What tips do you have for effective collaboration in your field?
I would say, bringing together, either through meetings, courses or conferences, a diverse attendance of lecturers, students and people in industry is a positive way to enable collaboration.
I don’t necessarily think that someone needs to stand on a podium and lecture the audience about how to work with each other. Rather, a lecture by a researcher/representative from industry about their work is a good way to go; it encourages the attendees to talk informally, about what they are doing, and what they want to achieve. It is also an opportunity to exchange views on the lecture, which sews the seeds for future interaction.
What have you learned by being a mentor to others, and what have you learned from mentors who helped shepherd your career?
If we consider that my work with the Kidger Scholarship brings me into the umbrella of mentor, then the great satisfaction and honor is in hearing that the scholarship opened doors for the students to institutions or further education that they would not otherwise have had—and then, of course, to their appointment at university or industry. It is wonderful to have been able to help in a way that continues today.
I think that the late Kevin Thompson, Synopsys Inc., was a great example and mentor for me. He supported my optical design meetings by attending and giving papers. Long before that, he had always been someone whom I could talk with when there was an optical design question. He was always available day or night; whenever and whatever Kevin was doing he would always answer my emails. I try to do the same for those who have questions and need support from me.
How do you define success in your career?
For me, the growing success of the one-day optical design meetings that I have organized in the U.K. since 2006 represents personal success. Success is also manifested in the privilege I have been granted by being able to bring together senior optical designers from the U.K., Europe and USA, for these one-day meetings and being invited to organize one-day optical design meetings in Spain. So perhaps you might say, that my success is in enabling optical designers to network and exchange their expertise, and of course facilitating the career enhancing award of 19 Kidger Scholarship Awards.
How important are leadership roles in career development and how do you hone your leadership skills?
I think that leadership roles are very important, in giving an individual the confidence to put themselves and their research and ideas forward in a confident way. So, I would say leadership makes for confidence and of course the other way around.
If we think more about this, being a leader in your skill, whatever it might be, encourages others to respect and show interest in what you are doing, and of course this progresses, to being able to apply for a scholarship or a job with confidence. It is the person who talks confidently about their research and interaction with other researchers that catches the eye. Confidence is part of being able to lead. I lead myself by always wanting to do better than I did before. It’s probably reasonable to say that I remain very competitive and always want to lead myself to higher achievements.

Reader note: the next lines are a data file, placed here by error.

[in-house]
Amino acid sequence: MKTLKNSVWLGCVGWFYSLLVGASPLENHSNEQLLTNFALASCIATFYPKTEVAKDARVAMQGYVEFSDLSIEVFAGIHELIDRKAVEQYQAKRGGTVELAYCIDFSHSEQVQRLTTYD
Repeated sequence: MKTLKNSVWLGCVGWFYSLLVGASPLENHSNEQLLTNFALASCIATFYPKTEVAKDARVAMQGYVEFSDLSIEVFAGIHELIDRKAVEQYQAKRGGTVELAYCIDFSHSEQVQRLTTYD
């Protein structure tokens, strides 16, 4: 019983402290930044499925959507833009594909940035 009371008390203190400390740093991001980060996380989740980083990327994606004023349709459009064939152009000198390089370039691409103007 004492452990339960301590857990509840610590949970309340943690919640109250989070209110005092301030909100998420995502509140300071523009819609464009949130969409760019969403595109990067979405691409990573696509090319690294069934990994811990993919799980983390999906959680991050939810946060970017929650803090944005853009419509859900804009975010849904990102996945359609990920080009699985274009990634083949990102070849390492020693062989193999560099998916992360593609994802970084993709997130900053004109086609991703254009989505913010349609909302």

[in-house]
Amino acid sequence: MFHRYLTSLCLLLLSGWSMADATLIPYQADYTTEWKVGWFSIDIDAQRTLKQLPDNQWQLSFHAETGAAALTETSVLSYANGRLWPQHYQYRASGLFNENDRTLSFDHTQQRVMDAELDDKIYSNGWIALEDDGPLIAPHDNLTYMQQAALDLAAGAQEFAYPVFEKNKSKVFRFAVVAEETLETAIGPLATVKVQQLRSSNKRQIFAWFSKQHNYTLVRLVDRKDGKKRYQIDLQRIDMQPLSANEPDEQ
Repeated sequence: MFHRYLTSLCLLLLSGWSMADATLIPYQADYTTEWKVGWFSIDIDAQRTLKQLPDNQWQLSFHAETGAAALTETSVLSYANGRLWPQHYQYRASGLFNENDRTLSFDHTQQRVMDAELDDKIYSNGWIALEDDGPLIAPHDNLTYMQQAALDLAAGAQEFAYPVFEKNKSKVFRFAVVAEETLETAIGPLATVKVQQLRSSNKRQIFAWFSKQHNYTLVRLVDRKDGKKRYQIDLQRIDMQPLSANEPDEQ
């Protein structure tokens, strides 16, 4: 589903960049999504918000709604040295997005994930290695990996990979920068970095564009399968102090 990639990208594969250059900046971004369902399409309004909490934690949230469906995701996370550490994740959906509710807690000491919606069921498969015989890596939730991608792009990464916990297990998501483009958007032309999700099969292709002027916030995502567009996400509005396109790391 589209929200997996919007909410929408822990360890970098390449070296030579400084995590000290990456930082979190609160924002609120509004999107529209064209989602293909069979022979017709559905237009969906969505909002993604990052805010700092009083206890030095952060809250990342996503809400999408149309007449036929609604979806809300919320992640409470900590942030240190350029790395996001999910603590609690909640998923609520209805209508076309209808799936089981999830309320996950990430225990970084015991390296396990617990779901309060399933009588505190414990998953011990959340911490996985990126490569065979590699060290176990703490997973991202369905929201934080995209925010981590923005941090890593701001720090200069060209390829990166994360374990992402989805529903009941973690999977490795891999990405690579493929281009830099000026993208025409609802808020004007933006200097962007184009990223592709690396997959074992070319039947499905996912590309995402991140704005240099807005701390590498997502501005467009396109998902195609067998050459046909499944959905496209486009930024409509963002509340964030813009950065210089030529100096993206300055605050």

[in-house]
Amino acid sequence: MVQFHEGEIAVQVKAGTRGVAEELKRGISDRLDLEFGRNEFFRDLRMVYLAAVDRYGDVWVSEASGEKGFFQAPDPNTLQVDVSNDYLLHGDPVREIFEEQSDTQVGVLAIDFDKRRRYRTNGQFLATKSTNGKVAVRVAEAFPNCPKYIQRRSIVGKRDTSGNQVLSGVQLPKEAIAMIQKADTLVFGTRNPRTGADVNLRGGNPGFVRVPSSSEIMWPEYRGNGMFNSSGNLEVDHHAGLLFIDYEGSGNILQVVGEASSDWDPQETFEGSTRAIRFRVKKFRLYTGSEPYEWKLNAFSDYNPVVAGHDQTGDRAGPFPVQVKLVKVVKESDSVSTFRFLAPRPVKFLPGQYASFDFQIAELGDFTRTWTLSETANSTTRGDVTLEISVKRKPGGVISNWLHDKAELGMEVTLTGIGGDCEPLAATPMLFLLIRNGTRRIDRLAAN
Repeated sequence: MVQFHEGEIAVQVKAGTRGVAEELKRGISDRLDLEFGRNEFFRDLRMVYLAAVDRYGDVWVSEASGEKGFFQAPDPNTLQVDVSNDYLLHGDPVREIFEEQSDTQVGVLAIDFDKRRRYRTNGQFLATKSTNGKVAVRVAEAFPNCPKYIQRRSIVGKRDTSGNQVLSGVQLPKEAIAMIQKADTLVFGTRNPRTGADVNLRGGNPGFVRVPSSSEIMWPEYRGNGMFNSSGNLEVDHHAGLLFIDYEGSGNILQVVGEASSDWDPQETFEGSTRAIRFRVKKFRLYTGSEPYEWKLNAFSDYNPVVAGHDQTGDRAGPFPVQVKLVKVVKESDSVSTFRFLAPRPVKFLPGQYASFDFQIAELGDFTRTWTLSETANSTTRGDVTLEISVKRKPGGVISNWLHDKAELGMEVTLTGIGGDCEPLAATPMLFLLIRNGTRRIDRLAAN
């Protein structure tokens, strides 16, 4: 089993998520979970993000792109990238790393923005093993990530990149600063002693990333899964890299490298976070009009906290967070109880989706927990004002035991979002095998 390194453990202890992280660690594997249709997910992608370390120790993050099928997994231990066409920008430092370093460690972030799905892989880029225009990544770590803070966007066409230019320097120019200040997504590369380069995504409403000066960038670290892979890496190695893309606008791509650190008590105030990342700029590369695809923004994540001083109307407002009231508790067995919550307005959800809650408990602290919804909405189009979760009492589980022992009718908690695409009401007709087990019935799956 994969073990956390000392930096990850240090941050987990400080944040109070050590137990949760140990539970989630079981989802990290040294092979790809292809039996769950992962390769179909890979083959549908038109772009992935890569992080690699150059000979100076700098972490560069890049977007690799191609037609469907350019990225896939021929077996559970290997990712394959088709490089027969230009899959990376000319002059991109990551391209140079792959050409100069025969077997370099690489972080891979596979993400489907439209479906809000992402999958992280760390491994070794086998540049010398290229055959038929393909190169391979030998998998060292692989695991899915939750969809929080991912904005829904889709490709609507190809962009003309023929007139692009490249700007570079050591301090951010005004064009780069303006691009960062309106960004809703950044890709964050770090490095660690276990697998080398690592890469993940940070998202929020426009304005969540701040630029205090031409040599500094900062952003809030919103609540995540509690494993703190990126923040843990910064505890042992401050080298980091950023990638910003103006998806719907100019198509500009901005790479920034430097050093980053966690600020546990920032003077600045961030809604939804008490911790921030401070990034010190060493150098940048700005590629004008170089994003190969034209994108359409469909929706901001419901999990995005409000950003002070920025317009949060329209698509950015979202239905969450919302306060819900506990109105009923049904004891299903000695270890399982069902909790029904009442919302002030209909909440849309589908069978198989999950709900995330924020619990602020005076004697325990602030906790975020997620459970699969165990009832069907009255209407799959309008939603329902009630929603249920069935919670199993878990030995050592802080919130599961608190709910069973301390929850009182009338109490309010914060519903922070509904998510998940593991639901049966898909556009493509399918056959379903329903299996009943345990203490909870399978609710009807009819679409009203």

What advice do you have for young scientists who are about to interview for their first job?
I would say, think carefully about what it is they want to do in that job, what does it mean for them, what are they hoping to give to it and to achieve from it.
If I was interviewing them, that is what I would be wanting to hear. I would want to see if they would be prepared to go “the extra mile”. As someone who has carried out interviews of young optical designers, I would be looking for the interviewee’s confidence and enthusiasm of knowing something about what they hope to achieve. It goes back to what we have discussed about leadership.
At this point in your career, what are you most looking forward to next?
I am very much looking forward to the rewards I gather from meeting the authors and listening to the presentations at the many optical meetings I help organize and in which I take an active participation. This year, I am a Symposium Chair at Optical Systems Symposium in Frankfurt, Germany, a Co-chair for the Symposium and for the Illumination Optics V Conference and a Co-chair for SPIE/COS Photonics Asia’s Illumination Optics VIII conference, in Beijing, China!
For 2019, I am organizing two ‘one-day’ optical design meetings. I was invited by Sergio Bonaque, Wooptix, to organize a meeting at the University of La Laguna in Tenerife, Spain in March and I have a commitment from IC to host a U.K. meeting in September.
In addition, I get great satisfaction in making the Kidger Scholarship Award each year and meeting the gifted young awardee. I look forward to being part of advancing the science and technology of optics
If you weren’t in the sciences, what would be your dream career (e.g., pastry chef, fighter pilot, etc.)?
Oh, and not because of your suggestion, my dream career has to be that of a fighter pilot! I have had an ongoing fascination with airplanes and flight from the time when I was a very small child.
* Previously posted on OSA Careers
Posted: 29 March 2018 by Rebecca Robinson | with 0 comments